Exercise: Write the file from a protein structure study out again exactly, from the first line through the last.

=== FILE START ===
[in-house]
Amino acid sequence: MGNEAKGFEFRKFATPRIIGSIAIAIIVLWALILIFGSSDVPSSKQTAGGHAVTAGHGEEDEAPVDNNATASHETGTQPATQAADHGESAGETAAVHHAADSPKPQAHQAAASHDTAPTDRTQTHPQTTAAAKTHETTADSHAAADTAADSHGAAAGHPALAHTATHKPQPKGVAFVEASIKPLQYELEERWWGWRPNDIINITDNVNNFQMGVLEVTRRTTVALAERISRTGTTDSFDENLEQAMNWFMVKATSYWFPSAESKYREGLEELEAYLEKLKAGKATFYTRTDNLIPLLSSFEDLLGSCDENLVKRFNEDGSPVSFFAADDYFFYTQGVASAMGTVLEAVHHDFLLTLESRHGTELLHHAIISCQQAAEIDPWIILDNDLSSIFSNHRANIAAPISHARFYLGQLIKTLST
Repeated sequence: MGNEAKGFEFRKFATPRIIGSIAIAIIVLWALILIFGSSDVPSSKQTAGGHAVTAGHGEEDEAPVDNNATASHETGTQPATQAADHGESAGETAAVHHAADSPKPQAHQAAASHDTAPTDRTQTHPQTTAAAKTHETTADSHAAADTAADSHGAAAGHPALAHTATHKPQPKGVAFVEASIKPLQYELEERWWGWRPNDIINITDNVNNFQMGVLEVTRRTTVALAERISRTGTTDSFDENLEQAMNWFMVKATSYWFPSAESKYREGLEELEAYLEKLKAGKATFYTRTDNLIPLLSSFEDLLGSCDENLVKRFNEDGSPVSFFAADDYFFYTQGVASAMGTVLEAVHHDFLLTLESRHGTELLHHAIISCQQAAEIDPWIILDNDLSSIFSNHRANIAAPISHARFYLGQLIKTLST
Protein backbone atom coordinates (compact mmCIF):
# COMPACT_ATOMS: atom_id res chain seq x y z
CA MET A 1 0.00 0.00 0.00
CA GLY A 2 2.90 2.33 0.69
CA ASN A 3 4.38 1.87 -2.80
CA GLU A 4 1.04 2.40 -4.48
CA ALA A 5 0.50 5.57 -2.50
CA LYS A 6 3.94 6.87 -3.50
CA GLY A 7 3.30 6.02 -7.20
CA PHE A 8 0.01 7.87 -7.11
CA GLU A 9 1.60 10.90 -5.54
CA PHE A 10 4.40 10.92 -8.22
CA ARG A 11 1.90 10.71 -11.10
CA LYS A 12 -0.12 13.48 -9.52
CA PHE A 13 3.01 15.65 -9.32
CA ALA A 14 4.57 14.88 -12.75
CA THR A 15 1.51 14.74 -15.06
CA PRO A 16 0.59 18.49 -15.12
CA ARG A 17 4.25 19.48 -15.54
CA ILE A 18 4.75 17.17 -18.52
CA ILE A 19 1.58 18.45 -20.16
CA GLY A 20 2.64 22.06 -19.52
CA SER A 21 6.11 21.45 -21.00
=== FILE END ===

[in-house]
Amino acid sequence: MGNEAKGFEFRKFATPRIIGSIAIAIIVLWALILIFGSSDVPSSKQTAGGHAVTAGHGEEDEAPVDNNATASHETGTQPATQAADHGESAGETAAVHHAADSPKPQAHQAAASHDTAPTDRTQTHPQTTAAAKTHETTADSHAAADTAADSHGAAAGHPALAHTATHKPQPKGVAFVEASIKPLQYELEERWWGWRPNDIINITDNVNNFQMGVLEVTRRTTVALAERISRTGTTDSFDENLEQAMNWFMVKATSYWFPSAESKYREGLEELEAYLEKLKAGKATFYTRTDNLIPLLSSFEDLLGSCDENLVKRFNEDGSPVSFFAADDYFFYTQGVASAMGTVLEAVHHDFLLTLESRHGTELLHHAIISCQQAAEIDPWIILDNDLSSIFSNHRANIAAPISHARFYLGQLIKTLST
Repeated sequence: MGNEAKGFEFRKFATPRIIGSIAIAIIVLWALILIFGSSDVPSSKQTAGGHAVTAGHGEEDEAPVDNNATASHETGTQPATQAADHGESAGETAAVHHAADSPKPQAHQAAASHDTAPTDRTQTHPQTTAAAKTHETTADSHAAADTAADSHGAAAGHPALAHTATHKPQPKGVAFVEASIKPLQYELEERWWGWRPNDIINITDNVNNFQMGVLEVTRRTTVALAERISRTGTTDSFDENLEQAMNWFMVKATSYWFPSAESKYREGLEELEAYLEKLKAGKATFYTRTDNLIPLLSSFEDLLGSCDENLVKRFNEDGSPVSFFAADDYFFYTQGVASAMGTVLEAVHHDFLLTLESRHGTELLHHAIISCQQAAEIDPWIILDNDLSSIFSNHRANIAAPISHARFYLGQLIKTLST
Protein backbone atom coordinates (compact mmCIF):
# COMPACT_ATOMS: atom_id res chain seq x y z
CA MET A 1 0.00 0.00 0.00
CA GLY A 2 2.90 2.33 0.69
CA ASN A 3 4.38 1.87 -2.80
CA GLU A 4 1.04 2.40 -4.48
CA ALA A 5 0.50 5.57 -2.50
CA LYS A 6 3.94 6.87 -3.50
CA GLY A 7 3.30 6.02 -7.20
CA PHE A 8 0.01 7.87 -7.11
CA GLU A 9 1.60 10.90 -5.54
CA PHE A 10 4.40 10.92 -8.22
CA ARG A 11 1.90 10.71 -11.10
CA LYS A 12 -0.12 13.48 -9.52
CA PHE A 13 3.01 15.65 -9.32
CA ALA A 14 4.57 14.88 -12.75
CA THR A 15 1.51 14.74 -15.06
CA PRO A 16 0.59 18.49 -15.12
CA ARG A 17 4.25 19.48 -15.54
CA ILE A 18 4.75 17.17 -18.52
CA ILE A 19 1.58 18.45 -20.16
CA GLY A 20 2.64 22.06 -19.52
CA SER A 21 6.11 21.45 -21.00